Sosumi is an alert sound introduced by Jim Reekes in Apple Inc.'s Macintosh System 7 operating system in 1991. The name is derived from the phrase "so, sue me!" because of a long running court battle with Apple Corps, the similarly named music company, regarding the use of music in Apple Inc.'s computer products.


Sosumi is a short xylophone sample, which gained notoriety in computer folklore as a defiant pun name, in response to a long-running Apple Corps v Apple Computer trademark conflict.[1][2][3][4][5] The sound was long included in subsequent versions of its computer OS releases. However, in 2020 it was replaced in macOS Big Sur.

During the development of System 7, the two companies concluded a settlement agreement from an earlier dispute when Apple added a sound synthesis chip to its Apple IIGS machine.[6] As a result, Apple Computer was prohibited from using its trademark on "creative works whose principal content is music".

When new sounds for System 7 were created, the sounds were reviewed by Apple's Legal Department who objected that the new sound alert "chime" had a name that was "too musical", under a 1991 settlement. Jim Reekes, the creator of the new sound alerts for System 7, had grown frustrated with the legal scrutiny and first quipped it should be named "Let It Beep", a pun on "Let It Be". When someone remarked that that would not pass the Legal Department's approval, he remarked, "so sue me". After a brief reflection, he resubmitted the sound's name as sosumi (a homophone of "so sue me"). Careful to submit it in written form rather than spoken form to avoid pronunciation, he told the Legal Department that the name was Japanese and had nothing to do with music.[7][8][9]

In macOS Big Sur, the original chime was replaced with a different sample, named Sonumi (presumably a homophone of "so new me", due to the change in versioning from macOS 10.15 to macOS 11). The original name was retained in the first public version of the OS, and was later changed to "Sonumi" as it appears in the System Preferences. The sound file itself in /System/Library/Sounds/ is still named Sosumi.aiff, and other alert sounds (such as "Breeze" or "Crystal") still have the same file names from the previous macOS series (Blow.aiff and Glass.aiff).

In popular culture

The term is in the poem "A Short Address to the Academy of Silence" by Jay Parini.[10]

Apple used the CSS class name "sosumi" for formatting legal fine print on Apple product web pages.[11][12]

In 2006, Geek Squad used this sound in their commercial "Jet Pack", in which a woman was frustrated over her computer.[13]

The sound can be heard prominently in the introduction to The Simpsons episode Homer's Phobia (1997). The couch gag parodies the AOL Dial-up Internet access sign-on process, parodying it "America Onlink". On a System 7-like interface, the user clicks the "Load Family" button, getting to a stalled progress bar labeled "loading family". The unseen user, presumably frustrated with the delay, clicks an "Exit" button repeatedly, triggering "Sosumi" each time in response. At the time, AOL users suffered significant issues accessing the service after AOL moved from hourly billing to a flat monthly fee, saturating capacity.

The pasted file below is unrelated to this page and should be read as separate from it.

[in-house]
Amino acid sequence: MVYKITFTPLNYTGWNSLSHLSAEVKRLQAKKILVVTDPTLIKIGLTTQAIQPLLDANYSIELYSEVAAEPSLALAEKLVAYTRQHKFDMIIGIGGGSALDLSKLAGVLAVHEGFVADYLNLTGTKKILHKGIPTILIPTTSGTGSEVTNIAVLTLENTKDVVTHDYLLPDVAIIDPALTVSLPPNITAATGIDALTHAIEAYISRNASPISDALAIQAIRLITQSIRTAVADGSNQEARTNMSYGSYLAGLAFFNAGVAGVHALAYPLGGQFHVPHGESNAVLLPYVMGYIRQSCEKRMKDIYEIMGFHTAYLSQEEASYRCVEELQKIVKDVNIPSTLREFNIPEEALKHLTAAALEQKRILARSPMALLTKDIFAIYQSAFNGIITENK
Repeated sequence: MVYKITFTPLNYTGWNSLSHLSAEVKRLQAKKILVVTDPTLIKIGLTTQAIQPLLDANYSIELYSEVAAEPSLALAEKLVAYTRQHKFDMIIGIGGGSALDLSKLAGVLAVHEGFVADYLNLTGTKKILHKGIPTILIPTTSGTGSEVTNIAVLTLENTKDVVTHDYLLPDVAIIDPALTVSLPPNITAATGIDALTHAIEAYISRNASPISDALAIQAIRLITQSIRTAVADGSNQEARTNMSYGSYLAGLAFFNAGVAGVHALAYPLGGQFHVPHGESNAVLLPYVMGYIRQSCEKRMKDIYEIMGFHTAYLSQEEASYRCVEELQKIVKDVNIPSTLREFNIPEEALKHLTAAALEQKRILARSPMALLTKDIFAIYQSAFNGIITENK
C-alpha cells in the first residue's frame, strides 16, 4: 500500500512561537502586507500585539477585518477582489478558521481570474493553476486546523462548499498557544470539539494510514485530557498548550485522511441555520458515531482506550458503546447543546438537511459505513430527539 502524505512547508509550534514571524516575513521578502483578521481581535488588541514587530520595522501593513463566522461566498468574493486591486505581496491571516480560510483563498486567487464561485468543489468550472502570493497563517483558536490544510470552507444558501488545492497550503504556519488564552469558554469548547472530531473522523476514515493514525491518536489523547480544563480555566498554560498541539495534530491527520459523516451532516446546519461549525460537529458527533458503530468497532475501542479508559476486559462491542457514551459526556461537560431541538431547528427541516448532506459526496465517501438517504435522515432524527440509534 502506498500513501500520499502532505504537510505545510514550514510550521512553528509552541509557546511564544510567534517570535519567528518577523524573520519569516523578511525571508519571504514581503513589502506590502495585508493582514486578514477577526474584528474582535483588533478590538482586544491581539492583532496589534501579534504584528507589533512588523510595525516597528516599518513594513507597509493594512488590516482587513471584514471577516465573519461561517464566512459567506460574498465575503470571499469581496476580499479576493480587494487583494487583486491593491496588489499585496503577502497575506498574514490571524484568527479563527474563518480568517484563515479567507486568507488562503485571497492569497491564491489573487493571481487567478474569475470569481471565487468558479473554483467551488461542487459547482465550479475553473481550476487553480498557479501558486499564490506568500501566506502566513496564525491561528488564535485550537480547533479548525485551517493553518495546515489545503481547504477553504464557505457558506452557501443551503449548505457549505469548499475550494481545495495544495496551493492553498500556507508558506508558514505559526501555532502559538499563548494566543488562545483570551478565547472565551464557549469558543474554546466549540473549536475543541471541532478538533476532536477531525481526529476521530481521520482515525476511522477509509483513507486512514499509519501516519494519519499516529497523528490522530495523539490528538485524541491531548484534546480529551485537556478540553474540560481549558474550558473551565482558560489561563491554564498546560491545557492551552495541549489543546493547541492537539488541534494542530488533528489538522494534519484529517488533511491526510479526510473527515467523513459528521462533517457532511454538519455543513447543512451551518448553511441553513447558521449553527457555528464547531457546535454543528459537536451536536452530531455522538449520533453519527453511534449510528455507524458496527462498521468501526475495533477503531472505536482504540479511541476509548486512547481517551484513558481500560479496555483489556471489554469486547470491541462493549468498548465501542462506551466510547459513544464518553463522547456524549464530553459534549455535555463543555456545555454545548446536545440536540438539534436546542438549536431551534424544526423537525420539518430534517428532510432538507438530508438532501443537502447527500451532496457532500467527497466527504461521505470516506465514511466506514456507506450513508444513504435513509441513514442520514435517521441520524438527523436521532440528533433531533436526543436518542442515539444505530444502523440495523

See also


  1. ^ Jennifer Lee (August 19, 1999). "The Sound and the Fury: Beating Back the Beep". New York Times. Retrieved July 23, 2020.
  2. ^ Greg Mancina (May 14, 2001), "Ding, dong, now I've got your attention", Saginaw News, MI
  3. ^ Amy-Mae Elliott (October 18, 2010). "8 Classic Tech Sounds that Defined Our Digital World". Retrieved October 8, 2013.
  4. ^ S. Derrickson Moore (April 2, 2006), "Sometimes all those bells and whistles just give us a headache", Las Cruces Sun-News, NM, Sosumi" is such a strange word that I Googled it, searching for a definition, and got all sorts of references to lawsuits and defense attorneys. Really. I would have probed further but I don't like the sound anyway. So sue me.
  5. ^ Owen W. Linzmayer (2004). Apple Confidential 2.0. No Starch Press. p. 283. ISBN 9781593270100. Retrieved October 8, 2013.
  6. ^ Royal Courts of Justice (2004). "Judgment in Apple Corps Limited vs Apple Computer, Inc. - EWHC 768 (Ch) in Case No: HC-2003-C02428". Archived from the original on 2005-03-15. Retrieved October 8, 2013.
  7. ^ Jim Reekes describing the origins of the sosumi name (Vimeo)
  8. ^ Xeni Jardin (24 March 2005). "Early Apple sound designer Jim Reekes corrects Sosumi myth". Boing Boing. Archived from the original on 2005-06-01. Retrieved October 8, 2013.
  9. ^ Luke Dormehl (2012). The Apple Revolution. Random House. pp. 297–298. ISBN 9781448131365. Retrieved October 8, 2013.
  10. ^ "A Short Address to the Academy of Silence" Jay Parini, The Sewanee Review, Vol. 112, No. 3 (Summer, 2004), pp. 344-345
  11. ^ "The story behind "Sosumi" the Mac's startup sound". November 11, 2010. Archived from the original on 2010-11-25. Retrieved October 21, 2016.((cite web)): CS1 maint: unfit URL (link)
  12. ^ "apple_legal_text_css.png". Archived from the original on 2014-03-02. Retrieved February 27, 2014.
  13. ^ Archived at Ghostarchive and the Wayback Machine: "GeekSquad "Jet Pack" Commercial". YouTube. 2006-06-19. Retrieved 2020-07-02.